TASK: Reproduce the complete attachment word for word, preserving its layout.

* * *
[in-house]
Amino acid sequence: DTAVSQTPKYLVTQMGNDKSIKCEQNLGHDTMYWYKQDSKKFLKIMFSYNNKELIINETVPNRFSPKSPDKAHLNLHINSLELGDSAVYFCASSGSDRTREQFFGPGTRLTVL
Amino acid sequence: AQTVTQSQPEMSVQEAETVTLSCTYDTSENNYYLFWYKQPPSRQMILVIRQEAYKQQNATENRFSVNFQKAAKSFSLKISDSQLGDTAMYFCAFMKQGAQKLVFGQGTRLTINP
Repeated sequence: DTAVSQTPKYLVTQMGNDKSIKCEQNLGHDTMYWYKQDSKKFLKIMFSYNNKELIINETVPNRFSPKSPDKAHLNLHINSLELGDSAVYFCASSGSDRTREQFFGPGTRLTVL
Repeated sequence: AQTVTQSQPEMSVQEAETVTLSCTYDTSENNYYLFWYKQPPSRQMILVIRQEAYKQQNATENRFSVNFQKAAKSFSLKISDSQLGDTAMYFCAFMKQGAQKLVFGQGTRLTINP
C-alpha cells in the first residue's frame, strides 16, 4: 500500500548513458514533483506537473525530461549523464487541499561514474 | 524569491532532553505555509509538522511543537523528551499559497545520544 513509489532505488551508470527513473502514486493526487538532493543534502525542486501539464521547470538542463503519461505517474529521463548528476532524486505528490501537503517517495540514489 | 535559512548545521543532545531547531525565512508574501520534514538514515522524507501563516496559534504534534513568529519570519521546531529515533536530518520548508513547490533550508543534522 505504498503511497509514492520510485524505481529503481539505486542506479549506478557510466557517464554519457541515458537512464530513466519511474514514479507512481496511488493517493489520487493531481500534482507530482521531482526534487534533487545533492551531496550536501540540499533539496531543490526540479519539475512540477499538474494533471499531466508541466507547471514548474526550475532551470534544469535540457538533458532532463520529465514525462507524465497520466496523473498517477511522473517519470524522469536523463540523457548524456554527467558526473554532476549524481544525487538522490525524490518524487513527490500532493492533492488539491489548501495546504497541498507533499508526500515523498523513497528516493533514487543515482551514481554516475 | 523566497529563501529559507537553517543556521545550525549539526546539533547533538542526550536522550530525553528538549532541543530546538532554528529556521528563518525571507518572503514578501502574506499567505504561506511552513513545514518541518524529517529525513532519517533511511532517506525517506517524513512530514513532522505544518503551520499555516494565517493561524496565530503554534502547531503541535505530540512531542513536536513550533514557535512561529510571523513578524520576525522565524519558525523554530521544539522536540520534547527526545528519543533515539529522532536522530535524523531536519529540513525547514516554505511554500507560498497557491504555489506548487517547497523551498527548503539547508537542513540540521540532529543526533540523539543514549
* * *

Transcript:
[in-house]
Amino acid sequence: DTAVSQTPKYLVTQMGNDKSIKCEQNLGHDTMYWYKQDSKKFLKIMFSYNNKELIINETVPNRFSPKSPDKAHLNLHINSLELGDSAVYFCASSGSDRTREQFFGPGTRLTVL
Amino acid sequence: AQTVTQSQPEMSVQEAETVTLSCTYDTSENNYYLFWYKQPPSRQMILVIRQEAYKQQNATENRFSVNFQKAAKSFSLKISDSQLGDTAMYFCAFMKQGAQKLVFGQGTRLTINP
Repeated sequence: DTAVSQTPKYLVTQMGNDKSIKCEQNLGHDTMYWYKQDSKKFLKIMFSYNNKELIINETVPNRFSPKSPDKAHLNLHINSLELGDSAVYFCASSGSDRTREQFFGPGTRLTVL
Repeated sequence: AQTVTQSQPEMSVQEAETVTLSCTYDTSENNYYLFWYKQPPSRQMILVIRQEAYKQQNATENRFSVNFQKAAKSFSLKISDSQLGDTAMYFCAFMKQGAQKLVFGQGTRLTINP
C-alpha cells in the first residue's frame, strides 16, 4: 500500500548513458514533483506537473525530461549523464487541499561514474 | 524569491532532553505555509509538522511543537523528551499559497545520544 513509489532505488551508470527513473502514486493526487538532493543534502525542486501539464521547470538542463503519461505517474529521463548528476532524486505528490501537503517517495540514489 | 535559512548545521543532545531547531525565512508574501520534514538514515522524507501563516496559534504534534513568529519570519521546531529515533536530518520548508513547490533550508543534522 505504498503511497509514492520510485524505481529503481539505486542506479549506478557510466557517464554519457541515458537512464530513466519511474514514479507512481496511488493517493489520487493531481500534482507530482521531482526534487534533487545533492551531496550536501540540499533539496531543490526540479519539475512540477499538474494533471499531466508541466507547471514548474526550475532551470534544469535540457538533458532532463520529465514525462507524465497520466496523473498517477511522473517519470524522469536523463540523457548524456554527467558526473554532476549524481544525487538522490525524490518524487513527490500532493492533492488539491489548501495546504497541498507533499508526500515523498523513497528516493533514487543515482551514481554516475 | 523566497529563501529559507537553517543556521545550525549539526546539533547533538542526550536522550530525553528538549532541543530546538532554528529556521528563518525571507518572503514578501502574506499567505504561506511552513513545514518541518524529517529525513532519517533511511532517506525517506517524513512530514513532522505544518503551520499555516494565517493561524496565530503554534502547531503541535505530540512531542513536536513550533514557535512561529510571523513578524520576525522565524519558525523554530521544539522536540520534547527526545528519543533515539529522532536522530535524523531536519529540513525547514516554505511554500507560498497557491504555489506548487517547497523551498527548503539547508537542513540540521540532529543526533540523539543514549